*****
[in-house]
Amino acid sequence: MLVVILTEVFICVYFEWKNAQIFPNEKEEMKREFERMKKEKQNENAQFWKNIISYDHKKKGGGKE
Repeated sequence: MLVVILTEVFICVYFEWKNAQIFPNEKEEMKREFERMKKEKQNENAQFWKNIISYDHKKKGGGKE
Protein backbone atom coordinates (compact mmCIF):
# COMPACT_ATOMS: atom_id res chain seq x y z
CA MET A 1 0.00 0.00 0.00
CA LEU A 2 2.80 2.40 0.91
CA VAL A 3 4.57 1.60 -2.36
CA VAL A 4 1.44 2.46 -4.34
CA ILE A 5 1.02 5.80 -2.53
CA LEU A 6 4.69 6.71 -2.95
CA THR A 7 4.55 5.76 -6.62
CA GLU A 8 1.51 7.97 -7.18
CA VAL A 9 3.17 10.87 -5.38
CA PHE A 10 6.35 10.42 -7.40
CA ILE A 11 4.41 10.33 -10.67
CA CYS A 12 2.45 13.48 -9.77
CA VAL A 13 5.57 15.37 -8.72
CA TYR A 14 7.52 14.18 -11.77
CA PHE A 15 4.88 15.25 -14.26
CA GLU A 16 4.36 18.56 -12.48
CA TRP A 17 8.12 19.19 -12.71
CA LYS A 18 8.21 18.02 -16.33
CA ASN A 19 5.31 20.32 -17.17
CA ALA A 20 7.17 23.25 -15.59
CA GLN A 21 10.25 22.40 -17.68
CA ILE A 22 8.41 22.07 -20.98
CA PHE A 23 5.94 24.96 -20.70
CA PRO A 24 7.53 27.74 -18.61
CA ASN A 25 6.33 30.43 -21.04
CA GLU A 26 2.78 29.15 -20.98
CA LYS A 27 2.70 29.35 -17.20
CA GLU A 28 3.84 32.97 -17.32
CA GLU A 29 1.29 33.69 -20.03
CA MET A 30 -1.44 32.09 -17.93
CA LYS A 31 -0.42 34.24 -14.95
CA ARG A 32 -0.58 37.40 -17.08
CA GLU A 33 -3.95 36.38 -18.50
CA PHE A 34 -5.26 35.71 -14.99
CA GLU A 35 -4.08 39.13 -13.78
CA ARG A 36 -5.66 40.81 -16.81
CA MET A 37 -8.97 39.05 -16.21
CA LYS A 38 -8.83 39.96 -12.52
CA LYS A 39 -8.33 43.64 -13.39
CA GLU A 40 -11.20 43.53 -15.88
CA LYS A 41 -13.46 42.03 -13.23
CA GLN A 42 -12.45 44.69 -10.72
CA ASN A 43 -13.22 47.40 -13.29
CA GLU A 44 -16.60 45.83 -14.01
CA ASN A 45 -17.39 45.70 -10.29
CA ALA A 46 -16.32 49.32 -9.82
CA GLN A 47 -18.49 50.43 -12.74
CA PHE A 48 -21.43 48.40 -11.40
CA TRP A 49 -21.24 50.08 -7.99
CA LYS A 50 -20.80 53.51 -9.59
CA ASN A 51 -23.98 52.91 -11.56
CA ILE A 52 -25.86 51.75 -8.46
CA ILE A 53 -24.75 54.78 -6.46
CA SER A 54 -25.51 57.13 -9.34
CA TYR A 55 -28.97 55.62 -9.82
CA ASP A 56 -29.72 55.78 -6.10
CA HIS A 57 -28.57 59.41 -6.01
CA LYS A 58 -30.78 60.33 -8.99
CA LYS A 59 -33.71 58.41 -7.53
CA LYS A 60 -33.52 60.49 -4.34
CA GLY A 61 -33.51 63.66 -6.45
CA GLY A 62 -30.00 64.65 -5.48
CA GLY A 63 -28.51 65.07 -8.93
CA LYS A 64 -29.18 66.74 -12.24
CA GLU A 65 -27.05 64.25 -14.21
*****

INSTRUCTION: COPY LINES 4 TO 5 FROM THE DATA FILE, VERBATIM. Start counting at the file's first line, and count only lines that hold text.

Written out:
Protein backbone atom coordinates (compact mmCIF):
# COMPACT_ATOMS: atom_id res chain seq x y z